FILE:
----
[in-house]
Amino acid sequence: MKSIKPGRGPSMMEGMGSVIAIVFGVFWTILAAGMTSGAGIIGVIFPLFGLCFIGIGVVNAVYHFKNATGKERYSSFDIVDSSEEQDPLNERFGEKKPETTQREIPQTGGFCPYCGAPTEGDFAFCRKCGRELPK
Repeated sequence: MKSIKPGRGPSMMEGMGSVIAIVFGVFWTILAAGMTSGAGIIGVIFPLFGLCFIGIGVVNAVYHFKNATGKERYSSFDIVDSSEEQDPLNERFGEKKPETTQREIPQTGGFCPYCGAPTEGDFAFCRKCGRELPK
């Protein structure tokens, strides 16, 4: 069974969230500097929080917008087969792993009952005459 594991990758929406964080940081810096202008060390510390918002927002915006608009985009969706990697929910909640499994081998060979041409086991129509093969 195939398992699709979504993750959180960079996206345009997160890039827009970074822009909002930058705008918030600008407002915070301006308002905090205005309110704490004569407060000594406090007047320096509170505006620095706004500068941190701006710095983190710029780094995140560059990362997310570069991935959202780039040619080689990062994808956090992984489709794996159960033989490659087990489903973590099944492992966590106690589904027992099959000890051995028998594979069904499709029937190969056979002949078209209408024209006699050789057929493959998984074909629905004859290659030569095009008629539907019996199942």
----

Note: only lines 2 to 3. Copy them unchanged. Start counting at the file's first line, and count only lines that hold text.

Amino acid sequence: MKSIKPGRGPSMMEGMGSVIAIVFGVFWTILAAGMTSGAGIIGVIFPLFGLCFIGIGVVNAVYHFKNATGKERYSSFDIVDSSEEQDPLNERFGEKKPETTQREIPQTGGFCPYCGAPTEGDFAFCRKCGRELPK
Repeated sequence: MKSIKPGRGPSMMEGMGSVIAIVFGVFWTILAAGMTSGAGIIGVIFPLFGLCFIGIGVVNAVYHFKNATGKERYSSFDIVDSSEEQDPLNERFGEKKPETTQREIPQTGGFCPYCGAPTEGDFAFCRKCGRELPK